Rushing to balance this apparently hawkish shift, with respect to labour markets the FOMC opined that, "A range of labor-market indicators suggests that there remains significant underutilization of labor resources".

Finally, we learned that arch-hawk Plosser dissented, feeling that the guidance on interest rates, i.e. "The Committee continues to anticipate, based on its assessment of these factors, that it likely will be appropriate to maintain the current target range for the federal funds rate for a considerable time after the asset purchase program ends", wasn't appropriate, given "considerable economic progress". Recent comments might have led one to expect that Fisher might also dissent, and in all probability this has to happen soon. They both depart as part of next year's regular rotation, but that leaves 3 meetings this year, and they could be joined as dissenters by new Vice-Chair Stanley Fischer who, as yet, one has to view as something of an unpredictable pragmatist. We will see if the minutes, to be released on 20th Aug., reveal any more surprises.

Although the FOMC's composition is substantially more hawkish than it was in 2013, the powerfully persuasive role of Chair has since passed to Yellen; if anything a dove compared to the more centrist Bernanke. One still suspects that this is a Fed that will be true to its word; only really becoming concerned when higher wage growth suggests that both inflation and employment metrics are entering a danger zone.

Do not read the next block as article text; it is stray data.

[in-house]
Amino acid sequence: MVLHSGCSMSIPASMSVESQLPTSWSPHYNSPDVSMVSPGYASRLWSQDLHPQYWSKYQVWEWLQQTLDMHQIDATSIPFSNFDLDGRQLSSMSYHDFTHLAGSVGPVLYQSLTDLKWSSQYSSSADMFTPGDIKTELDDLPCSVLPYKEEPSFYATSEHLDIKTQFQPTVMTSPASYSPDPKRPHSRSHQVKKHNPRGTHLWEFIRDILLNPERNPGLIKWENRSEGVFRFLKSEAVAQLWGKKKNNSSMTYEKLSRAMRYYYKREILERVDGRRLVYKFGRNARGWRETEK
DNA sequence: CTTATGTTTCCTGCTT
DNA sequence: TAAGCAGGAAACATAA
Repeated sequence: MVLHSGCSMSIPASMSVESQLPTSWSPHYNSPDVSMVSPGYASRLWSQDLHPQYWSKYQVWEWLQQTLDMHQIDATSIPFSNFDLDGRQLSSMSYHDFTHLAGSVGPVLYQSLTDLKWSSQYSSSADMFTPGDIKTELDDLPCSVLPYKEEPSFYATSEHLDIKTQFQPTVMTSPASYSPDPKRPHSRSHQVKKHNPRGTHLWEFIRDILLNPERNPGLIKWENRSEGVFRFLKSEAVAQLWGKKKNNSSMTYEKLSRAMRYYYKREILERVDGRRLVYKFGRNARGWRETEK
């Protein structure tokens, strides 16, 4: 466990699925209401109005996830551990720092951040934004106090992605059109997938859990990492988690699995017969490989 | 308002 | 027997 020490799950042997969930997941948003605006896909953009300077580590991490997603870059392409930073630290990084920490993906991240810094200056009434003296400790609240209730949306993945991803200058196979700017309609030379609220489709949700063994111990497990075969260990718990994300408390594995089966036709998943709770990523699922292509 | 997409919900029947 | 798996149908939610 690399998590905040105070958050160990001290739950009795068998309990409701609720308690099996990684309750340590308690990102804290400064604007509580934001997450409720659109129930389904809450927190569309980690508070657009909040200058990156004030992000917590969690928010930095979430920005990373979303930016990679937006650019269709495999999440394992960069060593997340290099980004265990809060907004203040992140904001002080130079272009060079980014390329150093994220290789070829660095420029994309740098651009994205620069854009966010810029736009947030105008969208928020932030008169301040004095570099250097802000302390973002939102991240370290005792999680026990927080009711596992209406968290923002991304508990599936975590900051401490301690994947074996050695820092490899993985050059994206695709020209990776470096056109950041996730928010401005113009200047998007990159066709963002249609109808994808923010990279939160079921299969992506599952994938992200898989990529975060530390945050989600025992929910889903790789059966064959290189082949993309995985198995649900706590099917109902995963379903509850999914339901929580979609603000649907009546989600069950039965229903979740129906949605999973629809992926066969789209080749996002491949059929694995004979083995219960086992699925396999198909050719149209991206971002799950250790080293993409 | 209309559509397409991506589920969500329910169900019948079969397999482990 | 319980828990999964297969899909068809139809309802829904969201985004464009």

The employment report was a tad on the anaemic side, with the only pleasing metrics, from the Fed's point of view, being a tick up in the participation rate and a slightly above expectations Y.o.Y. Core PCE.

Given the FOMC's inherent dovish inertia, it will take series of strong figures to accelerate any change in stance; a necessary and sufficient set of conditions for this could comprise, at a minimum, a strong employment report on 5th Sept., (including encouraging 2nd tier metrics, such as average weekly earnings), and unexpectedly robust PCE inflation figures on 29th August, as well as a strong series of forward-looking indicators, such as durable goods expenditure and ISM surveys, leaving the next meeting, on September 16th/17th, in possession of enough information to make significant changes to its statement.